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HomeCinemaNerd

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Posts posted by HomeCinemaNerd

  1. 36 minutes ago, TopBilled said:

    Welcome to the message boards.

    Re: your third paragraph...not sure about Twitter since I don't use it very much...but we've had live threads on this site before. Even if a film is not broadcast live, people can still watch it at the same time (if it's on YouTube or other platforms) and discuss it live.

    Thanks!

    And yes, absolutely it can be a social event via other media. I was confining my discussion to where I know TCM is actively involved in the live discussions. I’m sure Facebook is probably the same but I don’t use that much. 

    Regardless, believe there has already been some change over the years, not all of it bad. And a quick search of the forum shows that this is a perennial topic and I’m sure we’ll be lamenting the commercials for the “All New TCM Augmented Reality Glasses” in a few years ;)

    • Haha 1
  2. 1 hour ago, TopBilled said:

    The old AMC went away. 

    TCM is not going away.

    I miss the old AMC. If nothing else, healthy competition is a good thing. 

    Honestly, I believe the old TCM has already gone. The only constant (especially in media) is change. I don’t however feel sad about the change, I actually like it. the TCM app is BRILLIANT and it has already transformed the way I approach watching movies. If I see something on the schedule that I really really want to see, I don’t have to plan around it or even set a DVR. I know I have a week or so to see it via the app. I can also watch the host intros by themselves which I have found is a surprisingly nice feature to have. All of this allows me to plan my movie nights when I’m ready to enjoy them. I don’t see that change as bad at all.

    Watching the films live, however, does have one big advantage. If you watch live, you can enjoy the film with others via twitter using all the hashtags. Live-Tweeting a movie is something that no one even dreamed about 25 years ago but it’s a change that I really enjoy. 

    If AT&T wants to try to sell me fermented grapes between the movies, meh, go for it. Everyone has to pay the rent. As long as they don’t try to sell me a seat on a cruise during the movie, I’m probably not going to complain.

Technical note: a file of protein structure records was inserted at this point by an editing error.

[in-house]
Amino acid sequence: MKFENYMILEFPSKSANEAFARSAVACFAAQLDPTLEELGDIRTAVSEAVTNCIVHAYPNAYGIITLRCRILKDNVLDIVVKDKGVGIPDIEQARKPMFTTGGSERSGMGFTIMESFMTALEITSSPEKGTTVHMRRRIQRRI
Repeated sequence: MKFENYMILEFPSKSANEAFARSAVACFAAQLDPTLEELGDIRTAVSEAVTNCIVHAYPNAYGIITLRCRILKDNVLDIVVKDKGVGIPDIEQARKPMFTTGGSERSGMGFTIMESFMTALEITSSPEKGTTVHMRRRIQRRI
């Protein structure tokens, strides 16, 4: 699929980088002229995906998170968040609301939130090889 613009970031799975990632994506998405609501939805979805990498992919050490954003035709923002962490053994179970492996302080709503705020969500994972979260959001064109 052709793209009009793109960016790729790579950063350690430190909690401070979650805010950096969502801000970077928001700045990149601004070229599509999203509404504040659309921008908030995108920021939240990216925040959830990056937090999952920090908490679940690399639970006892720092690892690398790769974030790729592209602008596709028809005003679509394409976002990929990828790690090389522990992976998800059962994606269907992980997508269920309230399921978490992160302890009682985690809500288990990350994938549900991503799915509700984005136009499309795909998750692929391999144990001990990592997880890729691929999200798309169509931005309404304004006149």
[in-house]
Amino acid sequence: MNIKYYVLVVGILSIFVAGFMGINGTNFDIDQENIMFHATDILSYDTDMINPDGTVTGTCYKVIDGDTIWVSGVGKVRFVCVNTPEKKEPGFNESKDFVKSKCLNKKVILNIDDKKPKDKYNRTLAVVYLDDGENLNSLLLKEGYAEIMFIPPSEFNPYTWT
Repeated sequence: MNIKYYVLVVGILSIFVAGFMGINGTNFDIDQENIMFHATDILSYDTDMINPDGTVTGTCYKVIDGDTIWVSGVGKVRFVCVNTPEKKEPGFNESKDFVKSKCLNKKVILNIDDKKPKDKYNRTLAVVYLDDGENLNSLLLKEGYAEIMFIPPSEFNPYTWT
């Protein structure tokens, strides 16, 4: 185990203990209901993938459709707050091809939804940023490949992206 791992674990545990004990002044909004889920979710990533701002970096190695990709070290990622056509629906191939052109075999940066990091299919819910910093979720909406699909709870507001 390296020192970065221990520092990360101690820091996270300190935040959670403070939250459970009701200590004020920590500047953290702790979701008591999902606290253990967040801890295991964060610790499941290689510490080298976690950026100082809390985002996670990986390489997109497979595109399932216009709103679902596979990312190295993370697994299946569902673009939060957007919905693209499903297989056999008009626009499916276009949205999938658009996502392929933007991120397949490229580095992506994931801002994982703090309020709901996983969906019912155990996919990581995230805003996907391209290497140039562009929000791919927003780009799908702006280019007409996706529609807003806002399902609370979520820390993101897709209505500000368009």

Cheers

    • Like 1
  3. 5 hours ago, LawrenceA said:

    I know it's popular to dislike the work of John Williams now...

    It is? Well then mark me in the unpopular category because Williams is brilliant. 

    And to prove that I’m a complete boor, I’ll throw out another theme song that I believe fit the movie perfectly, East Bound and Down is a great driving song by Jerry Reed and worked great for Smokey and the Bandit. 

     

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  4. 2 hours ago, GGGGerald said:

    People tend to remember things with rose colored glasses.

     

    I think that is a large part of it.

    Another factor, in my opinion, is the increasing amount of remakes we see. I don’t mind a good remake/reboot and I think there is plenty of room to better an action movie with newer effects, but being inundated with the same formulaic plot can get tiresome. I fell into this group with A Star Is Born. Three remakes was just too many for me. I admire the performances of the actors but, as much as I profess to support recycling, I couldn’t stomach the underlying boilerplate. 

    And on that note, I offer you all some good-humored snark: 

     

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  5. I believe a large segment of 20 somethings do not enjoy classic film simply because they have not been exposed to them. But this is really no different than the generations before the Millenials. Raise your hand if you remember the dark days before “the interwebs” when the only people who volutarily watched black and white movies were you and your grandparents. Maybe some friend would watch It’s a Wonderful Life at Christmas. In this respect, the internet and social media have actually benefited the classics. More people have access to these films now and are discovering their magic. I’m well past the age but I know there is a solid classic film following on college campuses these days and anyone brave enough to attempt grad school better know their silver screen lore, because their colleagues certainly do. 

    I’m not saying it’s better or worse now but the OP asked how to introduce more people to cinema. I think that’s it, introduce them. Keep introducing them, as many people as you can. Some people will never enjoy fishing, some will not like Film Noir. But let’s be honest, do you really want to be friends with someone who doesn’t enjoy Noir? 

    • Thanks 1
  6. Looks like this thread has been going for a while without much luck. Let’s get it locked down. Reading the info in the TCM Backlot area shows that we need:

    • 5 registered Backlot members (so myself and 4 others) to get a full chapter started. 
    • A “home” theater. 

    If you are interested in making this happen, message me your email address and I’ll start a list. We have 3 Theaters in the Cincy area that regularly show Fathom Events movies so a home theater won’t be a problem. 

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